Damned is the man who abandons himself. These six words show that the worse the situation is, never, ever should a man consider it lost.

Be not forgetful to entertain strangers: for thereby some have entertained angels unawares.



Published on Feb 18, 2014


I think “hope” is only a bane, a curse, if one thinks that that hope within will never be satisfied, the promise will never really show up. Then that hope can be something that just is a sense of always seeing the feast and never being able to eat it. As we see hope, I think, it is that connection to Truth that in itself IS the feast and an awareness that the one who PLANTED that hope is not a tease, but the Christ-Truth that is here to save us always.

Name Withheld, CS


Man Homeless For 35 Years Reunites With His Family, Thanks To A Stranger’s Kindness

“I felt I needed to do something,” she said.

08/19/2016 04:10 pm ET | Updated 20 hours ago

For nearly 35 years, Raimundo Arruda Sobrinho was homeless, living on the streets of Sao Paulo, Brazil. He mostly kept to himself, writing poetry from the same spot every single day ― a median that he called “The Island.” Locals came to know of Sobrinho, but no one seemed to pay him much mind. Until, that is, Shalla Monteiro walked by.

Monteiro befriended the unkempt man and soon learned that he had been holding onto a big dream over the decades.

“Raimundo always wanted to publish a book of his poems, and as a person who lived in the streets, [this] became an impossible dream,” Monteiro says. “I felt I needed to do something.”

Sobrinho signed each piece of poetry as “The Conditioned,” so Monteiro set up a Facebook page called Ocondicionado to publish his works. Soon after, passersby started seeing Sobrinho differently.

During the decades that Raimundo Arruda Sobrinho was homeless, he wrote poetry every day, holding onto his dream of someday publishing a book.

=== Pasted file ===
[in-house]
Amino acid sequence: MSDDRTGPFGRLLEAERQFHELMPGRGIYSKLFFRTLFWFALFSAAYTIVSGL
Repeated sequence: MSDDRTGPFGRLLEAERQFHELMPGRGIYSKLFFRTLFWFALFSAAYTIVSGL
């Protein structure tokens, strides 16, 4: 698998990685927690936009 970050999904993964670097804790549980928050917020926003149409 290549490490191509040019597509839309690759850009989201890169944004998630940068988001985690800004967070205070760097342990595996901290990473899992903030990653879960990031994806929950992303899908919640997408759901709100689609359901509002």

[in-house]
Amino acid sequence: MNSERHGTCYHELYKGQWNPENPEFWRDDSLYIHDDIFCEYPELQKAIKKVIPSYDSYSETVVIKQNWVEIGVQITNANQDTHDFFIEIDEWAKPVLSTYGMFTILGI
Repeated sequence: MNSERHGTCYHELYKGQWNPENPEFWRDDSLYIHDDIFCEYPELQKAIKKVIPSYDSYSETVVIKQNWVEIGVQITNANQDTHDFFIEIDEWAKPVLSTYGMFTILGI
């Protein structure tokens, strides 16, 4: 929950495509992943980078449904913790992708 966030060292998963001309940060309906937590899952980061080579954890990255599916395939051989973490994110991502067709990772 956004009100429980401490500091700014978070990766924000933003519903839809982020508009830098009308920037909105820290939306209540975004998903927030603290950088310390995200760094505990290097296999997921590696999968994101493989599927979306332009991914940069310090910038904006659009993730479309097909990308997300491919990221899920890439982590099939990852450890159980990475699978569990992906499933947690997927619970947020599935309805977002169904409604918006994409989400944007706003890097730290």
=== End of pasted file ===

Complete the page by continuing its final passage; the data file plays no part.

“People started to get close to him,” Monteiro says. “To talk to him, to go there, just say, ‘Hey, I saw you. I want to know you. I always wanted to know, but I didn’t have the courage to come and talk.’”

Then, something life-changing happened.

“I got a message from his brother,” Monteiro says.

Sobrinho’s brother reached out and then went to see Sobrinho in person. “When I arrived at The Island, I found a man in the midst of garbage, hairy and unshaved, with no hygiene whatsoever,” he recalls. “This person was my brother.”

Sobrinho’s brother asked Sobrinho come to live with him, and the family reunited after decades apart.

Thanks to a stranger’s kindness is helping Sobrinho (right) get the word out about his poetry through Facebook, he was able to reunite with his brother and stop living on the streets.

“My brothers are still alive. They’re all alive. He was the one missing to complete the emptiness we had,” Sobrinho’s brother says. “He is not a guest. He is part of the family. With my children and my wife, he is an integral part.”

No longer homeless, Sobrinho was then able to take his poetry to the next level, with Monteiro’s help: His book of poetry, #Inconditional, was published in December of 2015. One of Sobrinho’s own pieces of poetry beautifully sums up the power of his story.

Damned is the man who abandons himself. These six words show that the worse the situation is, never, ever should a man consider it lost.

“His dreams [are] coming true,” Monteiro says. “After so long.”




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